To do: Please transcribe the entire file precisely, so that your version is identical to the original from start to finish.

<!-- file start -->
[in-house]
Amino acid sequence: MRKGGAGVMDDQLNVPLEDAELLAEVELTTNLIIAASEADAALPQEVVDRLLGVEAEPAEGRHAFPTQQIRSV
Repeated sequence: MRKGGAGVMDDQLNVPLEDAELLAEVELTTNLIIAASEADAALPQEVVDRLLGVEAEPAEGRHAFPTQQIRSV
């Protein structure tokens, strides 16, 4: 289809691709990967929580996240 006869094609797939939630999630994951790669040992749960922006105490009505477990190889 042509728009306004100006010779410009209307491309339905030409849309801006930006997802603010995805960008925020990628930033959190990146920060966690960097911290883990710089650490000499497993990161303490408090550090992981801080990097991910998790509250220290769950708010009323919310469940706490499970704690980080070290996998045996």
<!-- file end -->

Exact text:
[in-house]
Amino acid sequence: MRKGGAGVMDDQLNVPLEDAELLAEVELTTNLIIAASEADAALPQEVVDRLLGVEAEPAEGRHAFPTQQIRSV
Repeated sequence: MRKGGAGVMDDQLNVPLEDAELLAEVELTTNLIIAASEADAALPQEVVDRLLGVEAEPAEGRHAFPTQQIRSV
């Protein structure tokens, strides 16, 4: 289809691709990967929580996240 006869094609797939939630999630994951790669040992749960922006105490009505477990190889 042509728009306004100006010779410009209307491309339905030409849309801006930006997802603010995805960008925020990628930033959190990146920060966690960097911290883990710089650490000499497993990161303490408090550090992981801080990097991910998790509250220290769950708010009323919310469940706490499970704690980080070290996998045996």